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What Training Options Are Available to Become a Fire Door Inspector?

training options to become fire door inspector

In any building, fire doors play a vital role in allowing people to escape and rescue workers access in the event of a fire. Fire doors also serve as a passive protection system to control the spread of fire and smoke. In short, they are vital to protecting property and saving lives. But they cannot do so if they are faulty, broken, or simply propped open.

Building owners have a legal and moral duty to ensure fire doors are in place and functioning as they should within their properties. As such, routine fire door inspections take place.

If you are the responsible person for a building, you must understand this process and how it is done. In this article we will address the importance of fire door inspection training, online health and safety training options, the duties of a fire door inspector, and how you may be able to learn to assess doors yourself.

Why are Fire Door Inspectors Needed?

Some 15,815 non-residential fires were recorded in the UK between 2016 and 2017. In more than 9,000 of these cases, the damage was contained to just two floors or less. In over 2,500 cases, the entire building was burnt. In the cases where damage was limited, it was the fire doors that made the difference. Properly installed and maintained, they did their job.

But, unfortunately, it doesn’t take much to cause a fire door to fail. While we think of a fire door as one part of a building, they are, in fact, complex systems made up of many smaller, vital components. If any one of these components fail, such as the hinges or seals, so can the door.

Due to their importance, ensuring fire doors are in place and working is also the law. Fitting fire doors was made mandatory for all building owners under Regulatory Reform (Fire Safety) Order 2005. The legislation states they must be installed by a certified person in all non-domestic buildings, domestic dwellings over two stories high, and mixed-use buildings.

Regulation 17 of the Reform requires property owners to implement a suitable system of maintenance for keeping fire doors in an efficient state. Inspections of fire doors are vital to this process.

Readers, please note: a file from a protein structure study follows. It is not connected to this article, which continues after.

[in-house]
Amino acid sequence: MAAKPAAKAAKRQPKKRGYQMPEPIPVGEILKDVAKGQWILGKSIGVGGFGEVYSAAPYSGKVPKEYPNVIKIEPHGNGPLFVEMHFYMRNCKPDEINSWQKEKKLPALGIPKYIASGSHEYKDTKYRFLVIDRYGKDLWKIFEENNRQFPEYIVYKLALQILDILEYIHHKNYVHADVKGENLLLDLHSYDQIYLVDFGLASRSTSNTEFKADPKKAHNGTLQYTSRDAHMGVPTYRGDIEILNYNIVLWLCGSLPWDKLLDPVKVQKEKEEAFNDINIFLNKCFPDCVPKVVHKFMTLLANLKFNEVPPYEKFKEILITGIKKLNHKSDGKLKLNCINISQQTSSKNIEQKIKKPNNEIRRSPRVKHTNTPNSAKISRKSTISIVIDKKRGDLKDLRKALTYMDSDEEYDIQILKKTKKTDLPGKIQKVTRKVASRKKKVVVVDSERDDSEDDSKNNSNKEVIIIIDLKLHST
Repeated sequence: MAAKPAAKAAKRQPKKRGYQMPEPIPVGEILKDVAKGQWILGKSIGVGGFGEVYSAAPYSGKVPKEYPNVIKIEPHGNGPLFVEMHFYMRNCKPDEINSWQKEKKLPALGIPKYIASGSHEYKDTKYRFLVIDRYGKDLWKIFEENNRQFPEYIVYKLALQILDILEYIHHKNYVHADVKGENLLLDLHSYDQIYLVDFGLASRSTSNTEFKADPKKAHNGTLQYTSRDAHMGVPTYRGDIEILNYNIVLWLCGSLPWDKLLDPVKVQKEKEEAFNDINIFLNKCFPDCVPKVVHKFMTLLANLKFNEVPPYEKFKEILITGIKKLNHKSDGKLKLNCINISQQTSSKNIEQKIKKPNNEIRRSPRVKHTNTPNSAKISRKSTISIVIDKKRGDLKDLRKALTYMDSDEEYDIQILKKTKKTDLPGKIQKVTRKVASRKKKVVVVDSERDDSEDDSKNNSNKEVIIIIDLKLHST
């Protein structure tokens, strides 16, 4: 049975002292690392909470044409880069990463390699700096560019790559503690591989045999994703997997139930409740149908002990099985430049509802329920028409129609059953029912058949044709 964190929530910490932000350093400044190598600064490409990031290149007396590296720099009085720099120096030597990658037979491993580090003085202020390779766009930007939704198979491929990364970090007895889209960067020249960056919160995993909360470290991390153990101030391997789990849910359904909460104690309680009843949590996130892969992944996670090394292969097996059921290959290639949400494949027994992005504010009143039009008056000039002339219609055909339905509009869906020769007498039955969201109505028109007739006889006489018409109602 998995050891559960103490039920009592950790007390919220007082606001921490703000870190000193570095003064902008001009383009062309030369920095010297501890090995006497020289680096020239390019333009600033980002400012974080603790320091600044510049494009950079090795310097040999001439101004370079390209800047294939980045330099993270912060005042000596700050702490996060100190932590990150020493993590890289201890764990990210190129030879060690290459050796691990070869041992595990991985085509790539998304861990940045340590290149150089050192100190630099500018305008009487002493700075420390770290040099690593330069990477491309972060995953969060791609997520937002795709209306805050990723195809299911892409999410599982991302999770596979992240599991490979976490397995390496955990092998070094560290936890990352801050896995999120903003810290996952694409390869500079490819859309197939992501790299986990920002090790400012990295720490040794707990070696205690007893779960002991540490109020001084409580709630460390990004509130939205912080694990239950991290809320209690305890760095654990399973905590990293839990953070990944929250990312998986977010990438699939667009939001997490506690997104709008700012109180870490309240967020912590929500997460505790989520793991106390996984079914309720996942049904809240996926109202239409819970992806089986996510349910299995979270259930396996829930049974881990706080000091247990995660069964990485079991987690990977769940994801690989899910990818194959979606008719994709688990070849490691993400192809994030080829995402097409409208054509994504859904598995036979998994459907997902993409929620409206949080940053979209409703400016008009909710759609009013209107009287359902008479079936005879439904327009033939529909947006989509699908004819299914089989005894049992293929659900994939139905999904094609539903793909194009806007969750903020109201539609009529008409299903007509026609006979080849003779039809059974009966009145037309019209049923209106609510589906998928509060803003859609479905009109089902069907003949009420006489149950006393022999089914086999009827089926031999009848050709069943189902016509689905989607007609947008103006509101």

What Does a Fire Door Inspector Do?

The job of a fire door inspector is to assess each of the components of a fire door to gauge if it can still function as a whole and do its job. Each component has its own criteria that must be met. If any part isn’t adequate, the whole door fails inspection.

After inspection, the results must be recorded and then the findings should then be passed on to the responsible person. It is the job of the responsible person to decide what to do. If immediate action is required, it must be taken.

What Parts of a Fire Door Must Be Inspected?

The range of components and factors on a fire door that must be checked include:

  • Rating and Certification: The inspector should ascertain what the rating is of the door and if it is properly certified. The rating must suit the requirement of the building.
  • Seals and Gaskets: Intumescent seals and gaskets which expand in a fire to prevent fire and smoke from leaking through must be correct and in place.
  • Frame: Inspect the door frame for holes or breaks
  • Glazing and Glass Kit: Check that the glazing and glass kit are intact and securely fastened.
  • Hinges: Ensure the hinges are connected to the hardware in working order
  • Door Closer: Check that the door closer is correctly installed and operating as it should.
  • Gaps: All of the gaps around the door must be within allowable limits to prevent fire and smoke from leaking through.
  • Closing Sequence: Ensure the door closes in proper sequence, which includes latching securely as required.
  • Auxiliary Hardware: Check if any auxiliary hardware items interfere with the door’s operation
  • Door Signage: Check if any signage on the door is covering less than 5% of the surface
  • Modifications: Holes drilled in a door or the installation of accessories by an unqualified person will automatically void a door.

How to Become a Fire Door Inspector?

As with much health and safety law, the prime requirement to be a fire door inspector is competency. Regulatory Reform (Fire Safety) Order 2005 describes competency in the following manner:

A person is to be regarded as competent for the purposes of this article where he has sufficient training and experience or knowledge and other qualities to enable him properly to assist in undertaking the preventive and protective measures.